Paralleling of MOSFET Transistors in Power Electronics Circuits

Paralleling of MOSFET transistors

In this article, we explain why MOSFET transistors are placed in parallel in power electronics devices such as power inverters. This configuration is sometimes referred to as a MOSFET array.

You will see this frequently in power inverter circuits.

After the oscillator circuit (in order to convert the input DC voltage to an oscillating waveform, usually a square waveform) and the MOSFET driver circuit (if needed), there is a usually an array of 2 or more MOSFET transistors in parallel.

This can be seen in the circuit below.

Parallel MOSFET transistor array in power inverter circuit

Above you see 4 MOSFET transistors in parallel for each port, with the output from the MOSFET driver circuit feeding each of the ports.

So why is this construction used so frequency in power electronics circuits such as power inverters? What is the reason for this?

In high-power switching applications, transistors can be paralleled to share the load current.

In this construction, though, one must ensure that the current sharing between various parallel transistors is uniform, such that no transistor is over burdened and goes into thermal runaway.

In this construction, each MOSFET transistor needs its own gate resistor with a value from a few ohms up to tens of ohms. This helps with current sharin and prevents gate oscillations.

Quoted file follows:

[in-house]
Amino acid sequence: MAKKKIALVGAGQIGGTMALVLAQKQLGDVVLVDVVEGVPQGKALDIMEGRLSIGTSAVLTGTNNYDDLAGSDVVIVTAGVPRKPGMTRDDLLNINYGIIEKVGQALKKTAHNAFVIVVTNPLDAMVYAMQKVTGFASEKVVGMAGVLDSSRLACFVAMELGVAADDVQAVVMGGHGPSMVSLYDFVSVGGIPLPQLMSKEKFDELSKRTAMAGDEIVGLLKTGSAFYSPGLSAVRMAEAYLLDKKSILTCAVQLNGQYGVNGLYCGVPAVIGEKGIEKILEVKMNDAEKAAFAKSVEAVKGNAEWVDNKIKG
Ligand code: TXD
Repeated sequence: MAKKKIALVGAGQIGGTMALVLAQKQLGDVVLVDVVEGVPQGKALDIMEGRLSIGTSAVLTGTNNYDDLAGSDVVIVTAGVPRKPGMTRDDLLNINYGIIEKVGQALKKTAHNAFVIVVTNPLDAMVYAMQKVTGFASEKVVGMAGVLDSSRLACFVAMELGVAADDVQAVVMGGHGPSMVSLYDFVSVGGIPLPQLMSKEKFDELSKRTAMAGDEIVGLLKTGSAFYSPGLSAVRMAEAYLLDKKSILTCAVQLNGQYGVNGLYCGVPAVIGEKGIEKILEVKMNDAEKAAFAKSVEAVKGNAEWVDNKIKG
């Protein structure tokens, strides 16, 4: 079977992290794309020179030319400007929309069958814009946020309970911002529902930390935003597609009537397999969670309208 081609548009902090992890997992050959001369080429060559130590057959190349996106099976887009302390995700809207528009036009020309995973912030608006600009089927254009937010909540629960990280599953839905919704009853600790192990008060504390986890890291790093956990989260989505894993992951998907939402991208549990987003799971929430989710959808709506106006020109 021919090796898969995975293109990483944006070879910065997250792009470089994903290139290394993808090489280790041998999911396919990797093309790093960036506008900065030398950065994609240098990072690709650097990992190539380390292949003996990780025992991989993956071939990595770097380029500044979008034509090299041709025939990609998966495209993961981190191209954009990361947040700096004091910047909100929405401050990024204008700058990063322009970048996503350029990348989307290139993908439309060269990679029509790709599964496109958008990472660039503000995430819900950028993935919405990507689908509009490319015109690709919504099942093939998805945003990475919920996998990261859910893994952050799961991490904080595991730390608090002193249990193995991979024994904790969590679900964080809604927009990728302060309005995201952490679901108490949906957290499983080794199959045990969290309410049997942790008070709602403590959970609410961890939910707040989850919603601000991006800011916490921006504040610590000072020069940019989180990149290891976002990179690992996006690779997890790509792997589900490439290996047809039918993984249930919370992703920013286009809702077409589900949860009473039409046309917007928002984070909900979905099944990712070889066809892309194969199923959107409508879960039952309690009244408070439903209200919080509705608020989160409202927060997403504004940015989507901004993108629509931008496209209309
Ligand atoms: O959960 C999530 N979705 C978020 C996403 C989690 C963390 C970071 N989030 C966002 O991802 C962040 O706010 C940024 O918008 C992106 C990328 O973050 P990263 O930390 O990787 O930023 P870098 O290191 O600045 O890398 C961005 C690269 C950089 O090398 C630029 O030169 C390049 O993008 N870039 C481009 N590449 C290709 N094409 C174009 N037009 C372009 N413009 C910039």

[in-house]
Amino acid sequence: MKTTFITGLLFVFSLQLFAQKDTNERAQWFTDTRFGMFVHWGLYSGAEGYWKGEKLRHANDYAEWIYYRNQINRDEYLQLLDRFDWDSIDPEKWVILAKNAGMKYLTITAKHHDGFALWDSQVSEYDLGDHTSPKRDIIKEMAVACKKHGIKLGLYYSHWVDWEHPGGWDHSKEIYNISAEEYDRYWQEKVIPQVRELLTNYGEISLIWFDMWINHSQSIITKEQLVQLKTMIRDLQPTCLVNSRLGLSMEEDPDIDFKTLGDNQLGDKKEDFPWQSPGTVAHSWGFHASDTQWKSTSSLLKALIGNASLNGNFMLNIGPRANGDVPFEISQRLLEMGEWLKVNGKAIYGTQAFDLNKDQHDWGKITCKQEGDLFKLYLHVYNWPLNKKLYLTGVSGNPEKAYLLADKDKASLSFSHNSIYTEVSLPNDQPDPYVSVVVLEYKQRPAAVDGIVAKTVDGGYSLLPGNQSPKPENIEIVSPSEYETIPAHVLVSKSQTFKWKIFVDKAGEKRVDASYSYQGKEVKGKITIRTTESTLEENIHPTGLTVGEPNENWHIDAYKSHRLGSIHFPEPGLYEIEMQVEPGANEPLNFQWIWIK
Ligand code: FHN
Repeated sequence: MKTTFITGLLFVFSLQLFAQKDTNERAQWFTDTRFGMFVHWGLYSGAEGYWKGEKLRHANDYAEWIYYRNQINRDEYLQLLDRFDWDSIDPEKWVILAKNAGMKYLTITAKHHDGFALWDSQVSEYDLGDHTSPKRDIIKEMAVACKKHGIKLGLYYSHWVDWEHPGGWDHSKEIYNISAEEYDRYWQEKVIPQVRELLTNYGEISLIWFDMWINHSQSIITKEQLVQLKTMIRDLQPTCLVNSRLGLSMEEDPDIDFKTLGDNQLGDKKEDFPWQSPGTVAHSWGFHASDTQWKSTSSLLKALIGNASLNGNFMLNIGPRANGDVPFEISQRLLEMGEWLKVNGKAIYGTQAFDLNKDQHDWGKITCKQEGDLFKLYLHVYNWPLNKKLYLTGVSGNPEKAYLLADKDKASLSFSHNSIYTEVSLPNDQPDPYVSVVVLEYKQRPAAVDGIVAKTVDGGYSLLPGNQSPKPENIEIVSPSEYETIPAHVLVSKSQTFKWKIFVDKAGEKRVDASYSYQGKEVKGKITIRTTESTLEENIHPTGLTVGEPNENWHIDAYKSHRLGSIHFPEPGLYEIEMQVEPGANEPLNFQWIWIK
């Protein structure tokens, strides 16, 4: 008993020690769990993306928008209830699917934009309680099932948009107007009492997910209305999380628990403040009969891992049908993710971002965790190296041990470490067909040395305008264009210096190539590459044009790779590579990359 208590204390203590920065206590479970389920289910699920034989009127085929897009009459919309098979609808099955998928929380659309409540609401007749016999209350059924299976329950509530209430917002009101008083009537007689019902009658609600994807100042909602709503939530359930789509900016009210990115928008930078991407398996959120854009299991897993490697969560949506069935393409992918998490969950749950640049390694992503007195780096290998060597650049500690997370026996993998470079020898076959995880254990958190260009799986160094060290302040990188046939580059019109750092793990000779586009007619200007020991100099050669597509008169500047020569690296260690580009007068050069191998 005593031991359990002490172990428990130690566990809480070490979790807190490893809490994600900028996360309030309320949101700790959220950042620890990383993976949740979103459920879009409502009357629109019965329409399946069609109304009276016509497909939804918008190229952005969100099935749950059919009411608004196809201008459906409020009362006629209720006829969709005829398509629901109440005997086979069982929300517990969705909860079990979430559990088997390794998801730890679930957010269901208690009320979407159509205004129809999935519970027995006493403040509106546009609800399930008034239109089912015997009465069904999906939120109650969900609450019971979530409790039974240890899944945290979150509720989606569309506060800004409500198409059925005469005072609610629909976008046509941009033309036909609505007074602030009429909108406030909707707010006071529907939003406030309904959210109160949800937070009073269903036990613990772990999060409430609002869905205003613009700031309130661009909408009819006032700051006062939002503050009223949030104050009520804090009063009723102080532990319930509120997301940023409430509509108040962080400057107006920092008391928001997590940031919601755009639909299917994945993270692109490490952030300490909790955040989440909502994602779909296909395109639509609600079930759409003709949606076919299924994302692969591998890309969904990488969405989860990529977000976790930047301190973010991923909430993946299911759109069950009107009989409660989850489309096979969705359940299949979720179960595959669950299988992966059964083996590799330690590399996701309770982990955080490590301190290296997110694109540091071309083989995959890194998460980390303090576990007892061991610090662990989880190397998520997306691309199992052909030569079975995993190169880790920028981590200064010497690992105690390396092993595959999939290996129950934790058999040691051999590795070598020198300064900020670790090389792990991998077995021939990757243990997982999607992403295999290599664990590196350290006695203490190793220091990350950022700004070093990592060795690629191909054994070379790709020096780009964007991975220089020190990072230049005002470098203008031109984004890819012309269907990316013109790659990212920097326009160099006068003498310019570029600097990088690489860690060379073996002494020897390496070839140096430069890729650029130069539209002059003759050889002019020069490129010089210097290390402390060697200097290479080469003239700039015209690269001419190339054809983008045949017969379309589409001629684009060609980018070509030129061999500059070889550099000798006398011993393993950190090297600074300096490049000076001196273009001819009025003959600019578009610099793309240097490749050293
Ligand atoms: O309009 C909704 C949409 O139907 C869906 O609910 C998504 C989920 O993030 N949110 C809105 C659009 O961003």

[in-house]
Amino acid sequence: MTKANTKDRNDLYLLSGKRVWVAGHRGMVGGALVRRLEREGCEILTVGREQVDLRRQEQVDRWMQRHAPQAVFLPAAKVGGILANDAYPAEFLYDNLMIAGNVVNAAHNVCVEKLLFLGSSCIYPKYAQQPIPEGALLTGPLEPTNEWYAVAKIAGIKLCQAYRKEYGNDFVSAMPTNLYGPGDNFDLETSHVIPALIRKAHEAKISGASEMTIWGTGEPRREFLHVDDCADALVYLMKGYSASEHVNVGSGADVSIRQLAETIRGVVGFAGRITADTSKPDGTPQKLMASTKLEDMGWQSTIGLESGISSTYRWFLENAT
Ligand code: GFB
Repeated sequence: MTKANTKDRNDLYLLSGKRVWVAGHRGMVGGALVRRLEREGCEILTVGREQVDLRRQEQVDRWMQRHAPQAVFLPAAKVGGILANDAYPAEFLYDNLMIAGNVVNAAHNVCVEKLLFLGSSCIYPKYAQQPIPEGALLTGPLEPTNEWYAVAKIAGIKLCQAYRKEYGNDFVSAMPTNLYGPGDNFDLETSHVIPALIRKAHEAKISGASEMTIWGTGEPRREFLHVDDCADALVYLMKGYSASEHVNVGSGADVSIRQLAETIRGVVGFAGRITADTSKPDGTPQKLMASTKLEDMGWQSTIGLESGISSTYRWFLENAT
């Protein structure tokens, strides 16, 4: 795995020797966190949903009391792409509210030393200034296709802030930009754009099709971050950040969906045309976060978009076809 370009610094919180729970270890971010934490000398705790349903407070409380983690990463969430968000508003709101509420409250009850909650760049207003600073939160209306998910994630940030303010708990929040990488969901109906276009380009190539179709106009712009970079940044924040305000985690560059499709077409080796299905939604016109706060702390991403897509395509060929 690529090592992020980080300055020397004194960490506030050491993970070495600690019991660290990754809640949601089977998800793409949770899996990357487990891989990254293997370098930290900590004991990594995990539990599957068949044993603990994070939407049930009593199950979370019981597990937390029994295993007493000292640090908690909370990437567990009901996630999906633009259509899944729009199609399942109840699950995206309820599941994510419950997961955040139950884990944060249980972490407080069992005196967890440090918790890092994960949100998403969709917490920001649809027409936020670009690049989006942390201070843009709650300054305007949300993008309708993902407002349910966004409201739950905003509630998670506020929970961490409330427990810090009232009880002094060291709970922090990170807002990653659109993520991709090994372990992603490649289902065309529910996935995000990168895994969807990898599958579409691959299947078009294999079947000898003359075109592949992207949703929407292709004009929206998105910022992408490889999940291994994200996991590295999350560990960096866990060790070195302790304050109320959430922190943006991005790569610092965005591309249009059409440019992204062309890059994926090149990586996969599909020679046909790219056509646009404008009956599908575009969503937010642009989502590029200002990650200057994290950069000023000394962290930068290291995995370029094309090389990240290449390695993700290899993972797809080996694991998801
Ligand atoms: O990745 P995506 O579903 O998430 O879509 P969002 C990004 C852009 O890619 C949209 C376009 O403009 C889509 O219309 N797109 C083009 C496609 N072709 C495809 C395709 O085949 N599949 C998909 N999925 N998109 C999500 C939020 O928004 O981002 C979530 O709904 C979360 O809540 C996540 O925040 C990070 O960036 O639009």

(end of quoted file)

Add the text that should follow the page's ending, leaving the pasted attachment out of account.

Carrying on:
Parallel MOSFETs are a common way also to reduce conduction losses and spread power dissipation over multiple MOSFETs.

Conduction loss refers to the power that is lost to heat when a circuit is in operation (this can include on, off, and switching states). 

MOSFET transistors are physical devices, so they have internal resistance. Even though ideally, there would be absolutely no resistance from drain to source in a MOSFET when the transistor is on the on state (due to sufficient voltage to the gate allowing conduction from drain to source). However, because a MOSFET is a physical device, it does have internal resistance from drain to source even after receiving sufficient power to the gate. This is referred to as RDS(on)

Ohm's law states that I= V/R, so the current is inversely proportional to the inverse of its on resistance. 

Also important to note is that no 2 transistors have the same RDS(ON). Transistors are very variable devices. So 2 different transistors will have at least slightly different RDS(ON values. Therefore, the transistor with the lowest resistance value will carry more current. As the current increases through a transistor, heat is generated in the form of power dissipation. This increases the RDS(ON of the transistor. 

When working with a particular MOSFET transistor, you should be able to locate its datasheet. 

Within this datasheet are various parameters of the transistor, including the maximum drain-source voltage it can manage, the maximum drain current..etc. However, there also exists a graph which is named the Normalized on resistance vs temperature. This shows us a graph of how RDS(ON changes in response to changes in the temperature of the transistor at a specific drain-source voltage and drain current.